Daniel Hug, director of Art Cologne, and his gallerist wife Natalia share their home with their twenty-month-old son Nikolai and a collection of art and design that reflects four generations of creativity.
When he moved to Cologne eight years ago, the glass-walled space reminded Hug of the architecture of Richard Neutra and felt like a connection to his former home city of LA. ‘I had to do very little other than paint and hang lamps,’ he confesses. ‘The apartment was occupied before by the artist Lothar Hempel and the designer Petra Hollenbach, so I benefitted from their good taste.’
Constructed in 1967 – the inaugural year of Art Cologne fair – the building stands within the city’s medieval walls and was first designed as a spa. Prior to conversion in the 1970s, the space that is now the couple’s bedroom was a swimming pool and the living room, an open terrace with a fire pit.
The early Marcel Breuer designs collected by the couple have personal significance for Hug. ‘He was a very good friend of my grandfather László Moholy-Nagy, and like him, a fellow Hungarian at the Bauhaus.’
A photogram self portrait by Moholy-Nagy looks out from the wall of the master bedroom, beside a Hellenic votive head inherited from Hug’s father (and passed down from his grandfather). The snowy landscape in the twins’ bedroom is the work of Hug’s German great-granduncle, the artist Richard Pietzsch.
Natalia and Daniel’s close involvement in the contemporary artworld is evident through editions and works inventively displayed throughout the living spaces. The Eileen-Gray-inspired curtains in the living room are a piece by Glasgow-based artist Corin Sworn, who is represented by Natalia, while the multi-panel work behind the dining table is an unfolded artist book by Henning Bohl and Will Benedict.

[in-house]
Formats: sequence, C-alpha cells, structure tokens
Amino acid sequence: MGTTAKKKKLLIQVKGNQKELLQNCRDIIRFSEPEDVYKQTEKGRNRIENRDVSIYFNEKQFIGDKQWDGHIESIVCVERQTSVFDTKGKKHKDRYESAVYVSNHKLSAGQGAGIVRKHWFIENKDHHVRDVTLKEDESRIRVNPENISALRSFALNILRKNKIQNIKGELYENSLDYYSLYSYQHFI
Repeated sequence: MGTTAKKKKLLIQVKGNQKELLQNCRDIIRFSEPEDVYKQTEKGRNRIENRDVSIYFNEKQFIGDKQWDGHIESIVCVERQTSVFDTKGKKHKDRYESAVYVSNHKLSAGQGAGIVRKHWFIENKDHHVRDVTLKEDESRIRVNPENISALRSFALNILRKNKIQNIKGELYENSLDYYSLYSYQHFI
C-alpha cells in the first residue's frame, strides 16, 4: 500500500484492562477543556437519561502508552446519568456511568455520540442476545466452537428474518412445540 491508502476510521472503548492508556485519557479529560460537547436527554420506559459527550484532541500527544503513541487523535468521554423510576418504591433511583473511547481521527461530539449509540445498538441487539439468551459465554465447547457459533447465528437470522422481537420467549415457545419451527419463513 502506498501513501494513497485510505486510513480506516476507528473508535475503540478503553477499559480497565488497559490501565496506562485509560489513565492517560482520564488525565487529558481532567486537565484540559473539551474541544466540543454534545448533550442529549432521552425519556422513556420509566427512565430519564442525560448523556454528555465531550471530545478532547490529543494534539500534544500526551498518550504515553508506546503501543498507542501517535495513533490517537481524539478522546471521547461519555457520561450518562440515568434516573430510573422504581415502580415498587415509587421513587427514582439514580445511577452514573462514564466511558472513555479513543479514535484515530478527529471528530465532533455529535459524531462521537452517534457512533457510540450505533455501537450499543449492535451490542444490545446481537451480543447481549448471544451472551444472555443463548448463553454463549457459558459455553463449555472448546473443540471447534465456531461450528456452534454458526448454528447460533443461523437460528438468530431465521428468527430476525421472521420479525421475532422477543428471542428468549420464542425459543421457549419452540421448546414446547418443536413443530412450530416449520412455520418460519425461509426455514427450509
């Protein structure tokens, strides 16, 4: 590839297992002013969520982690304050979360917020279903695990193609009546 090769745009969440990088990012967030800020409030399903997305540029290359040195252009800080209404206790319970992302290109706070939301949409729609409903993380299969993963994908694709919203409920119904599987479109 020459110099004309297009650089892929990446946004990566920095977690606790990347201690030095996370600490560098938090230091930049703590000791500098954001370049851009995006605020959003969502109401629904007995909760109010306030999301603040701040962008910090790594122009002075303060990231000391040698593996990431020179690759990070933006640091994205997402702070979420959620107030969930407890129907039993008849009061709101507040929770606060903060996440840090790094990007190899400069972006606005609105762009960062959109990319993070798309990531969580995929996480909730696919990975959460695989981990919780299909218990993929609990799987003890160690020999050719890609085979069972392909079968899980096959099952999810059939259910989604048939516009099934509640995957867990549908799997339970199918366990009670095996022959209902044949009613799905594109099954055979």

Other purchases – such as a large print by Christopher Williams – reflect personal friendships or passions. ‘The painting above the couch I bought at Art Cologne,’ says Hug. ‘It’s by the Australian artist Andy Boot – one of my favourite artists of the last decade. He dipped cooked pieces of spaghetti in coloured ink and randomly threw them at the canvas, leaving these marks.’
Ahead of the opening of Art Cologne (14 – 17 April), we spoke to Hug about what his home says about him – and about life as a ‘packrat’.
What does a home mean to you?
Escape, nest, hideout, cooking, sleeping, love.
What do you like best about the space?
The light and airflow – in summer, we open the doors to both balconies and enjoy a constant breeze.
How much do the contents of your living space reflect your professional life?
The apartment definitely reflects our interests, much like the offerings at Art Cologne, or Natalia’s gallery: an interest in ‘progressive’ art. Contemporary art editions and Breuer furniture are not particularly luxurious or for that matter outrageously expensive. Natalia likes an austere, reduced sort of living space, the same as her gallery: a plain white cube. I am concerned with functionalism, purpose, and am drawn to the aesthetics that naturally evolve from this.
Would you consider yourself a collector? If so, of what?
I’m more like a packrat. If it weren’t for my wife Natalia, the place would be filled with stuff. Last year she rented a storage space for me to clean out and make more room in the apartment, forcing me to really select what I absolutely needed to live with. I suspect she’s not finished yet.
What three objects would you save in a fire?
Passports, photo albums, the photogram!
If you could inhabit any space in any building across the world besides your own, what would it be?
Casa Malaparte, Capri.
See more from our ‘How I live‘ series.